(REED) is an international scholarly project that is establishing the context from which the drama of Shakespeare and his contemporaries grew. REED has worked to locate, transcribe, and edit historical documents containing evidence of drama, secular music, and other communal entertainment and ceremony from the Middle Ages until 1642, when the Puritans closed the London theatres. Along with twenty-seven collections of records in print, REED is building a dynamic collection of freely available digital resources for research and education. See the digital publication site, "REED Online," in the link below.
A search engine of every playbook produced in England, Scotland, and Ireland from the beginning of printing through 1660, provides information about the original playbooks, their title-pages, paratextual matter, advertising features, bibliographic details, and theatrical backgrounds. Not full-text.
From the Library of Congress-American Memory Project. Includes images of items selected from the Federal Theatre Project (FTP) Collection. Featured here are stage and costume designs, still photographs, posters, scripts, and documents selected from the FTP Administrative Records. The FTP was one of five arts-related projects established during the first term of President Franklin Roosevelt under the Works Progress Administration (WPA).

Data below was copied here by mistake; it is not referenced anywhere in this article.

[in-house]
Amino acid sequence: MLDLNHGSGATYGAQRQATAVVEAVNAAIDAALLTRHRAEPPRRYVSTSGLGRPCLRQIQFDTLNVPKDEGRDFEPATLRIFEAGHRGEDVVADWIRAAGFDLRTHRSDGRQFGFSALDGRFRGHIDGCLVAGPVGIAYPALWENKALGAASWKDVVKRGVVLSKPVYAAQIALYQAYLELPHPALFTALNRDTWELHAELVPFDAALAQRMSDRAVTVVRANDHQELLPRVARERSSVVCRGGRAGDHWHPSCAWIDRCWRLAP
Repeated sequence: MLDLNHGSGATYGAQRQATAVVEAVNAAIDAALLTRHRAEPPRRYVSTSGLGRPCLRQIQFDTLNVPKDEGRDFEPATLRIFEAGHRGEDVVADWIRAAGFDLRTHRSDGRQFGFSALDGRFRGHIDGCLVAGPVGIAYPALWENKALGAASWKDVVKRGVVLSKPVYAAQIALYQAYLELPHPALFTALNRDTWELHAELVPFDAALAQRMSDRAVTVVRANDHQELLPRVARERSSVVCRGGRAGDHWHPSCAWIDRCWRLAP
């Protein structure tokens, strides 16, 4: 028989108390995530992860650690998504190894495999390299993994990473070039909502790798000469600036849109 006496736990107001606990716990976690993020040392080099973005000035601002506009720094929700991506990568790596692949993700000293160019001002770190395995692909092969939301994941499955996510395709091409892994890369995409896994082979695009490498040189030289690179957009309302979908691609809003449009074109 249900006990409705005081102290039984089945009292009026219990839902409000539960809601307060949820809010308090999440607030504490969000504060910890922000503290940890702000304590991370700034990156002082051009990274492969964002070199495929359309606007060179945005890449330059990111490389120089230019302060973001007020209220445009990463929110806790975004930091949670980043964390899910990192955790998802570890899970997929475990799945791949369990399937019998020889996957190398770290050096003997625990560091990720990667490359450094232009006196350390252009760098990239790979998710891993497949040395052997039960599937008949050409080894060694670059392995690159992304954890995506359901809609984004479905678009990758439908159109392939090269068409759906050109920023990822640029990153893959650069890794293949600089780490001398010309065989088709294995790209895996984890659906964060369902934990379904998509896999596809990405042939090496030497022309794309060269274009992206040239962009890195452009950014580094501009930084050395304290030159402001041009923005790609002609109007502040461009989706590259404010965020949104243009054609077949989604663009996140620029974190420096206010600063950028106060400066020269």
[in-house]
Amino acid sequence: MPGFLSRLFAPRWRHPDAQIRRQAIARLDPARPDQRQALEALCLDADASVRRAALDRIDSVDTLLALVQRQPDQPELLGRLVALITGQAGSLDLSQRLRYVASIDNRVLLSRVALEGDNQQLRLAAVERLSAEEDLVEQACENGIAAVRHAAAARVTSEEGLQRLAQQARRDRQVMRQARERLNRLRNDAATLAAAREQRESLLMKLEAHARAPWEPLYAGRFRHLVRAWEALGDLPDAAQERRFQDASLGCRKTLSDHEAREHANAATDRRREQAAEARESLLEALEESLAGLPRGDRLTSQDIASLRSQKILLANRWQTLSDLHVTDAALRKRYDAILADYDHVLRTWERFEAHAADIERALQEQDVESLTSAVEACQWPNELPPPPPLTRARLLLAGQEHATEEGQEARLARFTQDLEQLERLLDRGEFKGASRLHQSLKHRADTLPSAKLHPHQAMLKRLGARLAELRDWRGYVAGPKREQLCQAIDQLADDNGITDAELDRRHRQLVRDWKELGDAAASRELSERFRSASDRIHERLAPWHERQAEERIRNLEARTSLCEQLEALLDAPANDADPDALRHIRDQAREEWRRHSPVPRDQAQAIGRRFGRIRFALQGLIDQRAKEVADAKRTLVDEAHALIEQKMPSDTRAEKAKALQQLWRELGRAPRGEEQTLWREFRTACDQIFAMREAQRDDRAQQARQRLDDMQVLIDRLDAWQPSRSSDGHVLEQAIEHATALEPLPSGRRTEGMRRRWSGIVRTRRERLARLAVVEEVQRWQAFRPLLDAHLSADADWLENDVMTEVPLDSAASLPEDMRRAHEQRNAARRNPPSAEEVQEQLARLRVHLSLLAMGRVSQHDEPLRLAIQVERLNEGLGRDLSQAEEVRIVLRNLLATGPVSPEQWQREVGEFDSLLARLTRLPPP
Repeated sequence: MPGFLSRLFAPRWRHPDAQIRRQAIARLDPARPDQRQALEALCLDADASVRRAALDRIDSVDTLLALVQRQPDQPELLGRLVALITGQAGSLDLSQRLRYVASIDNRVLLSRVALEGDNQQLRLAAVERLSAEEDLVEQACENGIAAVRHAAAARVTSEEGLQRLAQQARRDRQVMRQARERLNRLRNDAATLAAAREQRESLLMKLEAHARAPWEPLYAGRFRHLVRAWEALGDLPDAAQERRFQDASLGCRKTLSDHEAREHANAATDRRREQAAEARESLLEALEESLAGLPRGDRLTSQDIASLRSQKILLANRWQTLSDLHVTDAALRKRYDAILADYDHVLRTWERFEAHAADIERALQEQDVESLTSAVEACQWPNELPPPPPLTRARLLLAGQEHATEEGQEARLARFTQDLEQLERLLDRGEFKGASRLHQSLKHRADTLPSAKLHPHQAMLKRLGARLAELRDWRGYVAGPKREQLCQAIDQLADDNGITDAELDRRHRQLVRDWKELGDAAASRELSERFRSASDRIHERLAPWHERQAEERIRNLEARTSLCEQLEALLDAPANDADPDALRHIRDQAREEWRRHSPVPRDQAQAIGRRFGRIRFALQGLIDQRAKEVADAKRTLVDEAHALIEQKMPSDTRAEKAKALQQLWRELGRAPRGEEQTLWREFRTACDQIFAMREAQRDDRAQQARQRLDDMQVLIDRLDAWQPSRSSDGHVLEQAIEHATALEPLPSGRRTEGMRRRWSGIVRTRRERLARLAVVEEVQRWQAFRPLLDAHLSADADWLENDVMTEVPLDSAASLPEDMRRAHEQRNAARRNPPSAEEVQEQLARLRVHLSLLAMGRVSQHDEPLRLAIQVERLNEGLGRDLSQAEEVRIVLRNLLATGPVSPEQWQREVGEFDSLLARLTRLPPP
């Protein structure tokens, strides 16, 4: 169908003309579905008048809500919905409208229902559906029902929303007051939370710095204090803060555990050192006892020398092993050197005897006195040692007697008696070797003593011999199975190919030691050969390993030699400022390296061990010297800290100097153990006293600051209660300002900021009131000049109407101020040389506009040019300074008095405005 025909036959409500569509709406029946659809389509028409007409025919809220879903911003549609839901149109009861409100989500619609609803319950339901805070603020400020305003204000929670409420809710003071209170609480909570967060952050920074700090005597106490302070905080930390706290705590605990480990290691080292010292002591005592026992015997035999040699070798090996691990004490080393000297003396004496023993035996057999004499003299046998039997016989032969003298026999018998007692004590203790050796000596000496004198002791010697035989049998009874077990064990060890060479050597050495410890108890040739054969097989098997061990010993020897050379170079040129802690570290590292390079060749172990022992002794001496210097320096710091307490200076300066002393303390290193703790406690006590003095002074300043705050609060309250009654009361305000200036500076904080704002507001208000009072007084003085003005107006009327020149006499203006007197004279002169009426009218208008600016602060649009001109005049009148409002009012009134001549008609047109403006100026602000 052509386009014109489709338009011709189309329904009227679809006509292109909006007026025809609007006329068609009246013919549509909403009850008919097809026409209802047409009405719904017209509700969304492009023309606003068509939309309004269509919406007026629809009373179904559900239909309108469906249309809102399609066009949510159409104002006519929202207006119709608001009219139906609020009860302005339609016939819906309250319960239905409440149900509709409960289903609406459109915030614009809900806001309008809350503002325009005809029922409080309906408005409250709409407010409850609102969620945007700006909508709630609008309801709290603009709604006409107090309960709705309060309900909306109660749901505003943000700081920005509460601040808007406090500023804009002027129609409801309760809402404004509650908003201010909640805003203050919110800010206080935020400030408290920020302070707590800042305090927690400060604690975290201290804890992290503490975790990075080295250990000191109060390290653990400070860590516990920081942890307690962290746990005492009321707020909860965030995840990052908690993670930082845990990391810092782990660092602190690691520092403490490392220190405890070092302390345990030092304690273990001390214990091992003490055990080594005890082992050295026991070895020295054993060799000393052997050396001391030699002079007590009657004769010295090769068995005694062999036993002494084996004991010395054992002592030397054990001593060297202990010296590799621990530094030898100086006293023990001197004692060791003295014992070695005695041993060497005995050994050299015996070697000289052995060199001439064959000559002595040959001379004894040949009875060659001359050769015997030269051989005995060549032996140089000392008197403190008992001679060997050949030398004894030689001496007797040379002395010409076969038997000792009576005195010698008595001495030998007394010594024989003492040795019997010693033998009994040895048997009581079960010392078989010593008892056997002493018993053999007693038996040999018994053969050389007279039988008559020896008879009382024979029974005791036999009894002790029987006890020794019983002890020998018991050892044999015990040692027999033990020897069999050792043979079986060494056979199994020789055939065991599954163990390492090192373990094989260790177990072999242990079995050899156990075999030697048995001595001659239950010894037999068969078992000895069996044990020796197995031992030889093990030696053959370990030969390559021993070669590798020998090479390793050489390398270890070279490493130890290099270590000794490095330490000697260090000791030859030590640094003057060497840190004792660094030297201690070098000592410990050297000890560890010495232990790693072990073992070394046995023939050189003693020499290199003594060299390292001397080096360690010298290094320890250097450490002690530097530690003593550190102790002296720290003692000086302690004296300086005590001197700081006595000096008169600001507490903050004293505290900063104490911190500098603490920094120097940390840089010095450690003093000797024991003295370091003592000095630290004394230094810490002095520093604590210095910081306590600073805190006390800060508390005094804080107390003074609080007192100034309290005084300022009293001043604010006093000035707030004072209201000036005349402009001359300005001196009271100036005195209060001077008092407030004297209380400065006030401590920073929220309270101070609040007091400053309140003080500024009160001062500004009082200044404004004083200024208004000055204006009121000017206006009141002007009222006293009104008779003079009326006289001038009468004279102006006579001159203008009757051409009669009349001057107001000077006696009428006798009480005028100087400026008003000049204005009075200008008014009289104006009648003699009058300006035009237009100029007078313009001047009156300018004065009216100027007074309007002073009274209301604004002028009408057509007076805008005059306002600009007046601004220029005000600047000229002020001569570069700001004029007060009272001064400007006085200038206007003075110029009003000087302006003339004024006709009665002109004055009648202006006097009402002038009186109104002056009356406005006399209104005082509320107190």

New York Public Library's searchable database of 16,000 visual and audio images captured in the then new techniques of photography, recorded sound, and film. These objects reflect the performing arts of the early twentieth century representing archival materials from the Broadway theater and Tin Pan Alley to dancers and composers.